Chicago is at the Heart of the Climate Debate This Week

As the dignitaries all fly out after this weekend’s NATO conference in Chicago, the focus does not really shift from global security here. Wednesday marks the EPA’s hearings on the proposed Greenhouse gas standards for new power plants, one of the most important steps currently being taken to buy time in the fight to stop climate change.

We expect to hear a huge diversity of voices: energy industry insiders noting that the standards are doable, community members noting the health impacts that high carbon polluting facilities are having on their communities and researchers noting the ecosystem dangers that will accompany worsening climate change like increased algae blooms in the Great Lakes and invasive species colonizing formerly inaccessible places. But in light of the high-level discussions of world leaders about global instability, security arguments might resonate the most; folks like retired Brigadier General Steven Anderson who note the cost in lives to be paid in conflicts brought on by future climate-related conflicts (and those being paid now due to our reliance on oil, a chief contributor to the problem).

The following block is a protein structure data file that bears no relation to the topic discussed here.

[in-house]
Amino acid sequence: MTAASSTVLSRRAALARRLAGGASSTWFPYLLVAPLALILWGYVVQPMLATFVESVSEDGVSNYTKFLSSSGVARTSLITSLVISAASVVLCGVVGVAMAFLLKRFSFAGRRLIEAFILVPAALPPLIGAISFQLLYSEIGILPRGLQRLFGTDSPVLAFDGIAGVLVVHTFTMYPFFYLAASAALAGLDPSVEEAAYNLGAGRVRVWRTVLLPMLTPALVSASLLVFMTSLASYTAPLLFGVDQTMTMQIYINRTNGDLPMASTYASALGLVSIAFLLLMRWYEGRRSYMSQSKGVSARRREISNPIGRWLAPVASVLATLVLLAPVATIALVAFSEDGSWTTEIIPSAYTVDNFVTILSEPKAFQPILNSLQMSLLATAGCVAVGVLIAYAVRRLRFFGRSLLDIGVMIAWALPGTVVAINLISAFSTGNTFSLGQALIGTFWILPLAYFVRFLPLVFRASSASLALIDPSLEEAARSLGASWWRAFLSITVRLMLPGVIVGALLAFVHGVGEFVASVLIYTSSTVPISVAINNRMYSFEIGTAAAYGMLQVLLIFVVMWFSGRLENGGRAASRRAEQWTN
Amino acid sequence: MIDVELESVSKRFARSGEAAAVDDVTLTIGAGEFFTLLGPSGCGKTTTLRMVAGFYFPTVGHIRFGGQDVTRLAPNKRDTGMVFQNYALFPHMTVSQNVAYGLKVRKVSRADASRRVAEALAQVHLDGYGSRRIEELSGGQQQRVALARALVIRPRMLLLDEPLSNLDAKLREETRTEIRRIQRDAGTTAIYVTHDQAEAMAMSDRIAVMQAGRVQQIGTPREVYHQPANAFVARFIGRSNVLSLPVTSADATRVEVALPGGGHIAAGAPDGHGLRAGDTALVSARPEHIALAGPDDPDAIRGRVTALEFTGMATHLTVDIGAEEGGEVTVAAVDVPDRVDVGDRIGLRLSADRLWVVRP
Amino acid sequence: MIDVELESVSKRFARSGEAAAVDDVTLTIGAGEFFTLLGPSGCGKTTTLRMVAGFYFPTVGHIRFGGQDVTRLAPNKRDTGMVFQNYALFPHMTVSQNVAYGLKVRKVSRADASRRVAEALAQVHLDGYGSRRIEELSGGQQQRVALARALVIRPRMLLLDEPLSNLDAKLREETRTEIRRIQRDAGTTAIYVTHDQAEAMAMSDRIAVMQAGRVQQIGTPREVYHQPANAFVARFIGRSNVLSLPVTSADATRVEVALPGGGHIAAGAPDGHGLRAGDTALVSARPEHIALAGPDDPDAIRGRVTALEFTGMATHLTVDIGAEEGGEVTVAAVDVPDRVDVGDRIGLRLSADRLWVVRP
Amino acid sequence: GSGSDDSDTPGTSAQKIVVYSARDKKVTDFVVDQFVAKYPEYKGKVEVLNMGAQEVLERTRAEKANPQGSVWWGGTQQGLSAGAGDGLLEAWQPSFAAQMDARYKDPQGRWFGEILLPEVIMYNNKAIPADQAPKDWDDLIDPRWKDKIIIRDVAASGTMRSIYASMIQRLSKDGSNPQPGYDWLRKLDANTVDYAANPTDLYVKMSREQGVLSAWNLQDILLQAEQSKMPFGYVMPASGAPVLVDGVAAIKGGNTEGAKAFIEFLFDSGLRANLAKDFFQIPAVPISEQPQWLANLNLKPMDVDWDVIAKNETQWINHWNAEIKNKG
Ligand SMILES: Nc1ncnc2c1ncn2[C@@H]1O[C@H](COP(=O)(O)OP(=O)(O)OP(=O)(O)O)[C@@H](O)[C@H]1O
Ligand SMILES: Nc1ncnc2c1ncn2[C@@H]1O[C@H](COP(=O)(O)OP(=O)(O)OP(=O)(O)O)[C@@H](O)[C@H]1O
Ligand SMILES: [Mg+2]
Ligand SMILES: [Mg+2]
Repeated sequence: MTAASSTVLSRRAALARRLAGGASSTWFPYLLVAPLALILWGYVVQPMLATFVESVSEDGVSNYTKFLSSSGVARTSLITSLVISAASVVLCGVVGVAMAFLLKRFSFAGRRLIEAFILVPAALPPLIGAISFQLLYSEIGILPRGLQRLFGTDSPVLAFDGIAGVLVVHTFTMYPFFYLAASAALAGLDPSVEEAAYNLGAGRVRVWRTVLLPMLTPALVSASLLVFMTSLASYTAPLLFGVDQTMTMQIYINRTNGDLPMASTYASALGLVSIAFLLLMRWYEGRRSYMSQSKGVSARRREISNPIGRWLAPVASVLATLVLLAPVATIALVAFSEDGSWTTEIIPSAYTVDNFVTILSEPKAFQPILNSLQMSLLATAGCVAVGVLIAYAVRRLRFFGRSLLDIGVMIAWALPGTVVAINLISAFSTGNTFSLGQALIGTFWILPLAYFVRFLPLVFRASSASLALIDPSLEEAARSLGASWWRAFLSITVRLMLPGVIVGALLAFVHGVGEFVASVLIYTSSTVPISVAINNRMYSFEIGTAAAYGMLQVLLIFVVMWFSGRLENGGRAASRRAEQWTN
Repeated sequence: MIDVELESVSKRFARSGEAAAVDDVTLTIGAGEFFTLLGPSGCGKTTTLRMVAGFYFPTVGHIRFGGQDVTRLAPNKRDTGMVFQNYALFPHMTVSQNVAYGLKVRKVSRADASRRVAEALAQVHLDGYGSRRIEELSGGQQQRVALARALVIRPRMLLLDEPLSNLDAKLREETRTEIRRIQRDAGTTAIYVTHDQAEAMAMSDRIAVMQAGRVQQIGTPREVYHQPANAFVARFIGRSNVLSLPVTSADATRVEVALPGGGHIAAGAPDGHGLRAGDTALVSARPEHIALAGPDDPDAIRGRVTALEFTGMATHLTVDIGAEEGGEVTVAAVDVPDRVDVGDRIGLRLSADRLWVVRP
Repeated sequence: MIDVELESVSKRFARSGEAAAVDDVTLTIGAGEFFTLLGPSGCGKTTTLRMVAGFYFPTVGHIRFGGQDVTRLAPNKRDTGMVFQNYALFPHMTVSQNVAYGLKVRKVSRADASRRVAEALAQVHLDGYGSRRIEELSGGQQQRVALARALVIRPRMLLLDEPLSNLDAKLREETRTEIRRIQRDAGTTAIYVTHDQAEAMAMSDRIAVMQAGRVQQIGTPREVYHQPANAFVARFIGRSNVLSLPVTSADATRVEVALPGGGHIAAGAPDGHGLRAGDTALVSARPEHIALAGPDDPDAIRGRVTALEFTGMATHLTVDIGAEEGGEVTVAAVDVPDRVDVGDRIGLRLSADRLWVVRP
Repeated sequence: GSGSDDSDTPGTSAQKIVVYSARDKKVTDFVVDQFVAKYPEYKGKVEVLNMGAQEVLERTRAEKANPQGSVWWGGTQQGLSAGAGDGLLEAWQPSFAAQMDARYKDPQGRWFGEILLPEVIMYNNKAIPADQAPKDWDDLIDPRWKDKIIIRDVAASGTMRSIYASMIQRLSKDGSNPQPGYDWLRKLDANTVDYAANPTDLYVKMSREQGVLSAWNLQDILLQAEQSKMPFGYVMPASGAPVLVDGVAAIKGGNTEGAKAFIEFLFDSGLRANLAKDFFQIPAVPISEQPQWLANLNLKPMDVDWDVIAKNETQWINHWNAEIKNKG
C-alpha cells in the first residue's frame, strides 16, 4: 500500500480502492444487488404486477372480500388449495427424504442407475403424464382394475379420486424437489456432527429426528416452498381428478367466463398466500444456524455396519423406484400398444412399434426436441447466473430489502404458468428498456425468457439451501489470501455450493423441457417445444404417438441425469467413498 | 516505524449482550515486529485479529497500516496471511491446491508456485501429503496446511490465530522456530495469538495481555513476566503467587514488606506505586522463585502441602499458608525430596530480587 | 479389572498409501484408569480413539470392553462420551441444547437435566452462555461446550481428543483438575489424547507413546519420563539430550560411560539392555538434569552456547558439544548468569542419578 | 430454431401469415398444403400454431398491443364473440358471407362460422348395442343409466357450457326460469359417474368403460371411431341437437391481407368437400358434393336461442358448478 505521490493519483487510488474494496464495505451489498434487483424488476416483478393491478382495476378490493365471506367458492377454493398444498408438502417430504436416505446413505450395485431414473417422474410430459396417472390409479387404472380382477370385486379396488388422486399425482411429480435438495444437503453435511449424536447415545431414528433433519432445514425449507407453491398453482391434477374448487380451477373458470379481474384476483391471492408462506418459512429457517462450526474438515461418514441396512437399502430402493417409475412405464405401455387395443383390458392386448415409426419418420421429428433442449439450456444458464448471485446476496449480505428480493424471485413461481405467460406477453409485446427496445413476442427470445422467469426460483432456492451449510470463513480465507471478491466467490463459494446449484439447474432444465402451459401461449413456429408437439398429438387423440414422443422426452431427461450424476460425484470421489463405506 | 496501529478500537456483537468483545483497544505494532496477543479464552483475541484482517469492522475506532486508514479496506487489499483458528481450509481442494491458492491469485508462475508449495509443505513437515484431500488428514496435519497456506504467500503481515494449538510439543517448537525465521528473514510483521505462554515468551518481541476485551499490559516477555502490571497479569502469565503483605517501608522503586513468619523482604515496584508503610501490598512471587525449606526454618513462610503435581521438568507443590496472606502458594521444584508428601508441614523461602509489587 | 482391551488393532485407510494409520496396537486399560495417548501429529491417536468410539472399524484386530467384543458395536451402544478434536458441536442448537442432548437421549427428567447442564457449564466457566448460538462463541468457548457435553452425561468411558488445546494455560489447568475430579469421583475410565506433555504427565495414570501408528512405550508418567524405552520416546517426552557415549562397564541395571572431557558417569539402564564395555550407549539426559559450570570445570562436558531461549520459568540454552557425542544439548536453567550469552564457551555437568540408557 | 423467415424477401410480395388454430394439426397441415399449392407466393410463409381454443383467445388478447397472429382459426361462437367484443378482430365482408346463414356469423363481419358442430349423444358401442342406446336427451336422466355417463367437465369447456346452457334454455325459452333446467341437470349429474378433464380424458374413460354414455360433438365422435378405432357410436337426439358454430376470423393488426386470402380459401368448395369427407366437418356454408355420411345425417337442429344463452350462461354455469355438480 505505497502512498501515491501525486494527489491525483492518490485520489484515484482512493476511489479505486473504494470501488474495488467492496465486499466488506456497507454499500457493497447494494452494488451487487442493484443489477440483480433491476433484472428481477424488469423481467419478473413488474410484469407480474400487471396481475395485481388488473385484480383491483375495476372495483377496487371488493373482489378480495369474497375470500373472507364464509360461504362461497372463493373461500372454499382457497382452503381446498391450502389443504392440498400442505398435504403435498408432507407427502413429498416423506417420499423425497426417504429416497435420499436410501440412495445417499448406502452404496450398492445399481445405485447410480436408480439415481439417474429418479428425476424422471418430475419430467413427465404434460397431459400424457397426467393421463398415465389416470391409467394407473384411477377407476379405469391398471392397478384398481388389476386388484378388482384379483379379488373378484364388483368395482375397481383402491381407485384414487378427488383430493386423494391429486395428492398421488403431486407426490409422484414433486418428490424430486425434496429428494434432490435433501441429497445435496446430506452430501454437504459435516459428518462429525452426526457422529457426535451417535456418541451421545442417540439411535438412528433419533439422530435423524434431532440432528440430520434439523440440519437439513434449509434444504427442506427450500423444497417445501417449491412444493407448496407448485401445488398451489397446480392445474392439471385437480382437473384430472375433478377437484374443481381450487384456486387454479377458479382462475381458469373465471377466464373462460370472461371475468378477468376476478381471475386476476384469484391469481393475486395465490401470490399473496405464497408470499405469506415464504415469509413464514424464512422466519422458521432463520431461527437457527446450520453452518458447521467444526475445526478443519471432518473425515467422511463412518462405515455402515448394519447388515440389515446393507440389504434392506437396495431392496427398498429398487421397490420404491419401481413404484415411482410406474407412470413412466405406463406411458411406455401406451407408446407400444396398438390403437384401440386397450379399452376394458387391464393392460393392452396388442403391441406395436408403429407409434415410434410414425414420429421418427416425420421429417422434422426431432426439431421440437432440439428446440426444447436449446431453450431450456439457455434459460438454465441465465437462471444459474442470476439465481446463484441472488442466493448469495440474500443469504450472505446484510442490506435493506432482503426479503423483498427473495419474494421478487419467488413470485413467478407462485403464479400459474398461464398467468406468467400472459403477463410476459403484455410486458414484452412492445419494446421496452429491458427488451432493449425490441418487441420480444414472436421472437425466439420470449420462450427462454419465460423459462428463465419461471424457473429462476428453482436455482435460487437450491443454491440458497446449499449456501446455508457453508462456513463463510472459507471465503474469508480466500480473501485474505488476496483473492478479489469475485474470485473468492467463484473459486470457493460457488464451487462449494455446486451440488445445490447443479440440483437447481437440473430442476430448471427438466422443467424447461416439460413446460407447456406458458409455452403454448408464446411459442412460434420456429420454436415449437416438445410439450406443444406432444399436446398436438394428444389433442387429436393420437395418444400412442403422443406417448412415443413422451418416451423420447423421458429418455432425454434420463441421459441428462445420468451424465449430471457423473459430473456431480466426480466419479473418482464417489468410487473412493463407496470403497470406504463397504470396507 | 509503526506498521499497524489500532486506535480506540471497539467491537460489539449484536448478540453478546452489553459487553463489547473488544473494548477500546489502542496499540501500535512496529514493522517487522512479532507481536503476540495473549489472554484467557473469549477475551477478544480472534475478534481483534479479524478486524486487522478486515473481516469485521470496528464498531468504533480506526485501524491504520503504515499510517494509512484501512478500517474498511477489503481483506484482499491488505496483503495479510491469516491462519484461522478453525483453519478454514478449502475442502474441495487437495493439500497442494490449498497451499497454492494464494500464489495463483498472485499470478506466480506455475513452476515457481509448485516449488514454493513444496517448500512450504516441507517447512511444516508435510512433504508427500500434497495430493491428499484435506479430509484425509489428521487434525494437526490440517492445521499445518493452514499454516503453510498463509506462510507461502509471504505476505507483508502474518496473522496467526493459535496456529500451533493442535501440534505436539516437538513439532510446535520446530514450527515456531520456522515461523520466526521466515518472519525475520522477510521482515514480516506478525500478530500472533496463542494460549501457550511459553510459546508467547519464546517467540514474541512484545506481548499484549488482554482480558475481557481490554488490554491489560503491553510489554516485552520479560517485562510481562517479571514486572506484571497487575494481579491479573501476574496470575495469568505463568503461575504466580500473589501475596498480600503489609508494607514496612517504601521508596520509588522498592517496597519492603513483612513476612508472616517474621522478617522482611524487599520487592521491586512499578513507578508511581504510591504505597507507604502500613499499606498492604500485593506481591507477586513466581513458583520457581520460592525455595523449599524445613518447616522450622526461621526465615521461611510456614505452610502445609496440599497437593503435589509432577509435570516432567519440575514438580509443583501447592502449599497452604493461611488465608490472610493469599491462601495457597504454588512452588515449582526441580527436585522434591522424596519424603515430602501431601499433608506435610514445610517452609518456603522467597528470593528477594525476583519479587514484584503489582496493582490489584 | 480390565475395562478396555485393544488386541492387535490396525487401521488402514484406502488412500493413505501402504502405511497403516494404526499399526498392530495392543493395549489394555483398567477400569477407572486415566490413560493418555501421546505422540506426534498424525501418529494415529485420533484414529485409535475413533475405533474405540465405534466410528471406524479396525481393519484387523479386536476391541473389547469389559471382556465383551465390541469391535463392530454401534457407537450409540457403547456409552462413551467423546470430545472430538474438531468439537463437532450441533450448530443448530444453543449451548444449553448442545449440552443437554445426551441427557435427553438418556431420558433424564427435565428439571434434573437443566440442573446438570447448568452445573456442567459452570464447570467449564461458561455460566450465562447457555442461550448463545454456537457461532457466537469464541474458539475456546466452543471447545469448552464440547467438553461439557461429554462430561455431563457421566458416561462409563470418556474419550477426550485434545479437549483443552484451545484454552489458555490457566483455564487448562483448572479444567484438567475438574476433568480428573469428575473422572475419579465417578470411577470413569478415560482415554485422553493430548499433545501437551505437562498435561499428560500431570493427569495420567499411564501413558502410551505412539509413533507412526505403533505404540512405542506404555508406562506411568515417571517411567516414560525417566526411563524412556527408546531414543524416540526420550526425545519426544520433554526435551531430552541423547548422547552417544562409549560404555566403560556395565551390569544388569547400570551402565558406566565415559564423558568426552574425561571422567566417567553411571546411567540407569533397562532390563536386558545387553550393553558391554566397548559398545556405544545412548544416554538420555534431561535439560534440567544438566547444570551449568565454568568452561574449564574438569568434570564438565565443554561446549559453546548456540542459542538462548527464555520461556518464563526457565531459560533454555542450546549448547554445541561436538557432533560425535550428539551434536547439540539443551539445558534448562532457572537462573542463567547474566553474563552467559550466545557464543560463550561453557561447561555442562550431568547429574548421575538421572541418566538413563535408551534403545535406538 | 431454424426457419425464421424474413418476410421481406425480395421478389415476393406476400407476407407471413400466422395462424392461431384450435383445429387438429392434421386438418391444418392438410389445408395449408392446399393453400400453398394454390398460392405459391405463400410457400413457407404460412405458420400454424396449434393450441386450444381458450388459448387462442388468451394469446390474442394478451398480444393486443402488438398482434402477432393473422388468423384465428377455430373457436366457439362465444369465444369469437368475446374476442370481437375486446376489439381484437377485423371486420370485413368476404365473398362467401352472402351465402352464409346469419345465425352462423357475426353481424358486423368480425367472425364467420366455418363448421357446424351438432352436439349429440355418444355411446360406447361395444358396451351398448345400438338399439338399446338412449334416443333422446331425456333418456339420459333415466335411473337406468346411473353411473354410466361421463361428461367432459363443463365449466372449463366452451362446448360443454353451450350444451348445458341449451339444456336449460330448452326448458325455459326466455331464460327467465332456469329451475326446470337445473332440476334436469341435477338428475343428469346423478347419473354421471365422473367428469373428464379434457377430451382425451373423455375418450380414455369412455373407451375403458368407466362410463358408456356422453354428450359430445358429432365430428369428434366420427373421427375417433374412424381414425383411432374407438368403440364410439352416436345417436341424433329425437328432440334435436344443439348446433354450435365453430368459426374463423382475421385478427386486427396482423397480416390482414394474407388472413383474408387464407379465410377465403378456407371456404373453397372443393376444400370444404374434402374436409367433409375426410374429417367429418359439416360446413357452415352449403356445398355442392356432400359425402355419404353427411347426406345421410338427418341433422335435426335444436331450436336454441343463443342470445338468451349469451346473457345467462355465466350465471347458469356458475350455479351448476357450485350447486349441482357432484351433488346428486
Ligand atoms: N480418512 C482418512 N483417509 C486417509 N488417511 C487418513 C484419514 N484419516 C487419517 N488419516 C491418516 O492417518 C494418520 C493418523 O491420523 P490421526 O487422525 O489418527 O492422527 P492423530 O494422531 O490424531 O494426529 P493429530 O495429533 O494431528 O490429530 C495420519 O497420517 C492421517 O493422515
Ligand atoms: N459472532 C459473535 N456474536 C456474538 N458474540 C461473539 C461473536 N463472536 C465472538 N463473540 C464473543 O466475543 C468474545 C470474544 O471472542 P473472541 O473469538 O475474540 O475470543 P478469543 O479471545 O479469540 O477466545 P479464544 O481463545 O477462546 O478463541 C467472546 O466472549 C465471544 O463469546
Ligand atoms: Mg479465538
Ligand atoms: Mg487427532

The challenge is daunting. And sadly, I expect to hear voices complaining of the costs that may come to industries regulated by the rules. Or folks denying that there is a climate problem at all. In that respect, another Chicago gathering this week is instructive. Our local "Foil Hat Think Tank," the Heartland Institute (an astonishing throw back to the Know Nothing era), is holding its third climate denier forum, where folks like the Illinois Coal Association and the Koch Brothers' so-called "Americans for Prosperity" help fund a gathering of those who do not wish to acknowledge the changing climate that threatens our homes, families and Planet. There is some internal fear and self loathing loose among the gathering this year, as the group’s ill-advised, totally creepy theatrics have started an exodus of funders and senior staffers who can no longer afford to be seen with Heartland Institutors in the light of day. Their extreme views are no longer acceptable in the face of clear climate threats. While we are not moving forward to address the changing climate as quickly as we must, thankfully, it is getting a lot harder for the folks trying to pull us backwards. And that is good news for our nation's future, and the security of the Earth.

If you are not in Chicago or DC for the hearings, you can still take action online.